ASPCA and NYCLASS Issue Statement Opposing Intro. 35

City Council Set to Vote on Bill that Fails to Significantly Improve Working Conditions for New York City’s Carriage Horses
April 14, 2010

NEW YORK—The ASPCA® (The American Society for the Prevention of Cruelty to Animal®) and NYCLASS (New Yorkers for Clean, Livable and Safe Streets) today issued the following statement after learning that the New York City Council will pass Intro. 35, which would result in a fare increase for drivers.

"The ASPCA does not support Intro. 35 in its current version," said Ed Sayres, President and CEO of the ASPCA.  "We are disappointed that the City Council did not include the amendments we submitted this session, which would have improved the living and working conditions for the City's carriage horses.  Passage of this bill conferring a fare increase without more provisions that favor the horses and offer improved safety for the drivers and passengers may eliminate the opportunity for securing such improvements, since the industry's motivation to bargain in good faith will evaporate once it has achieved its principal goal—increased financial benefit for the drivers and owners."

The ASPCA, alongside NYCLASS, submitted amendments to Intro. 35, which would have put it more in line with proposed regulation changes that were being considered by the Department of Health and Mental Hygiene (DOHMH).  Amendments were proposed that would have made a difference in the lives of horses and improved human safety—none of which are contained in Intro. 35—including: requiring that stables are equipped with operational sprinkler systems, mandating that all carriage horse drivers have valid New York State driver's licenses, and restricting the use of cell phones and other distracting devices that interfere with the driver's ability to safely operate the carriage and handle the carriage horse.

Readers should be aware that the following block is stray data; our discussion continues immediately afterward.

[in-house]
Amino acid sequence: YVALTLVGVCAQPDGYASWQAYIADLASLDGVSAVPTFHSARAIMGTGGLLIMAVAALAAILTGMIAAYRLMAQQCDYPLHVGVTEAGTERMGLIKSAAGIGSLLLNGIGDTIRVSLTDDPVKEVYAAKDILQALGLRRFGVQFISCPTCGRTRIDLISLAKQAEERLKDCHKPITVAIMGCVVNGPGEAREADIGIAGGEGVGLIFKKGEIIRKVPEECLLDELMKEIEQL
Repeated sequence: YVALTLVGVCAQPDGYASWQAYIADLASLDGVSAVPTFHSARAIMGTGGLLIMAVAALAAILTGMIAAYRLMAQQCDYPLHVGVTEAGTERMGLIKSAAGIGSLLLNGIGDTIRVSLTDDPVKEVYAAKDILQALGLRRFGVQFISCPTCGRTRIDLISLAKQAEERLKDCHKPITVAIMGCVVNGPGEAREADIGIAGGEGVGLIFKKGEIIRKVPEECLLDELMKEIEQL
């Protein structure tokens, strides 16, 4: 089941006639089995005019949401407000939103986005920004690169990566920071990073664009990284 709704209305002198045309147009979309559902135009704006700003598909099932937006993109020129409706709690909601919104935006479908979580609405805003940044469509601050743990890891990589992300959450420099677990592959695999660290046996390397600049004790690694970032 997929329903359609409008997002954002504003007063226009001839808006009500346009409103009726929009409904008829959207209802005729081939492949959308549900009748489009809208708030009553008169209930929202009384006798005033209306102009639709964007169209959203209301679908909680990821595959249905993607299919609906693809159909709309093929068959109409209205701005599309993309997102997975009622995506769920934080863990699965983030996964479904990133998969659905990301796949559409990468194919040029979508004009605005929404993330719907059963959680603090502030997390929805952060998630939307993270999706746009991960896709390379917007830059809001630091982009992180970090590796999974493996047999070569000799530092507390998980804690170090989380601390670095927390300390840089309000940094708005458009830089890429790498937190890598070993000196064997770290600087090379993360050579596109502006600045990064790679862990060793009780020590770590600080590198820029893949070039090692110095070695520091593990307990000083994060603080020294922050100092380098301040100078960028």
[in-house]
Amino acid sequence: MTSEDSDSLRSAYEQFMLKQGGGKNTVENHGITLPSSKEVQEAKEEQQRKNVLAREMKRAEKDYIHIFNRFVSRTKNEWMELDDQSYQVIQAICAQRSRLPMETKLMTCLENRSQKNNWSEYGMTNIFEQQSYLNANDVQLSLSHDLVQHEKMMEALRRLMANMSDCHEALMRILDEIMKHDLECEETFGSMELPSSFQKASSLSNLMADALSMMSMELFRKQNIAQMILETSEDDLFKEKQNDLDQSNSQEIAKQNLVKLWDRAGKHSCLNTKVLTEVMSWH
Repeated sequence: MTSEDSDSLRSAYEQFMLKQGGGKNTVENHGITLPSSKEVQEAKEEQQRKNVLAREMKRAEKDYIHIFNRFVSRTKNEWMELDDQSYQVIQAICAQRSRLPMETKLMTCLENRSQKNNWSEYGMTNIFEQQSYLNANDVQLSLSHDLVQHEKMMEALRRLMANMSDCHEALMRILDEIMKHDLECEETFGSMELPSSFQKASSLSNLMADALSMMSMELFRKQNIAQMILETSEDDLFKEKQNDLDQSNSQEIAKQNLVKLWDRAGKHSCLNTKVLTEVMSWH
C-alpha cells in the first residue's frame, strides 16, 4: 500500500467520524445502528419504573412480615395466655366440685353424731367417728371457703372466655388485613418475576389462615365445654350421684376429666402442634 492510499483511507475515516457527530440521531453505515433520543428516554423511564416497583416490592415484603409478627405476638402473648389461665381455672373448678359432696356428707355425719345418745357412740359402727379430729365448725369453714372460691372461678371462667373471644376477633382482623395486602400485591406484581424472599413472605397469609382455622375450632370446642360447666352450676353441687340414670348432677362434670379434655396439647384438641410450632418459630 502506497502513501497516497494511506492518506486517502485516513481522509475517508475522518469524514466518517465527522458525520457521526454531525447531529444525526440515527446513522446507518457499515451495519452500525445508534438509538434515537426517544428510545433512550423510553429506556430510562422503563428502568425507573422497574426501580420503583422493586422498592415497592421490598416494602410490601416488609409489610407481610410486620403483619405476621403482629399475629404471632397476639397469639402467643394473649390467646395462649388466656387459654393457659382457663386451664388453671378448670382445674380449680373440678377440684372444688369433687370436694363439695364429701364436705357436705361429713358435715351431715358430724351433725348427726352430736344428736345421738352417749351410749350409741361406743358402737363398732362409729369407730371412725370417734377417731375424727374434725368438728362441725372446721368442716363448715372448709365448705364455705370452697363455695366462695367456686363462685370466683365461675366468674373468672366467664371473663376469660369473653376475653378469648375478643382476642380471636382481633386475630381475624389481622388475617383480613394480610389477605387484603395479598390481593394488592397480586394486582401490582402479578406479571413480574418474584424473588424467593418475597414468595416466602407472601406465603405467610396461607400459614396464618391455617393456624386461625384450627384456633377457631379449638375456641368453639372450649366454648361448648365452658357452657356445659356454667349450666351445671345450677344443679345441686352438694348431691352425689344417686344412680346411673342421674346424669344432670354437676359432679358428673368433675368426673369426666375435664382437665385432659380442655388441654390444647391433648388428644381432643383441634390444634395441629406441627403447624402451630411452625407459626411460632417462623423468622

"Intro. 35 fails to address serious quality of life issues, improve human and equine safety conditions, or enhance the integrity of the horse carriage industry. Unfortunately, all this bill does is reward bad behavior – the horse carriage industry's countless violation of laws and regulations, the overcharging of customers, and the inhumane treatment of the horses. It is for these reasons that NYCLASS opposes Intro. 35," noted NYCLASS Executive Director Laura Eldridge.

The ASPCA and NYCLASS support Intro. 86, Councilmember Melissa Mark-Viverito's legislation to phase out carriage horses in New York City, replacing horse drawn carriages with environmentally-friendly horseless carriages.

"The legacy of responsibility to the plight of horses working in an urban environment is one the ASPCA continues to take extremely seriously to this day," said Sayres. "We will continue to work for change to improve the health, welfare, and safety of these noble animals."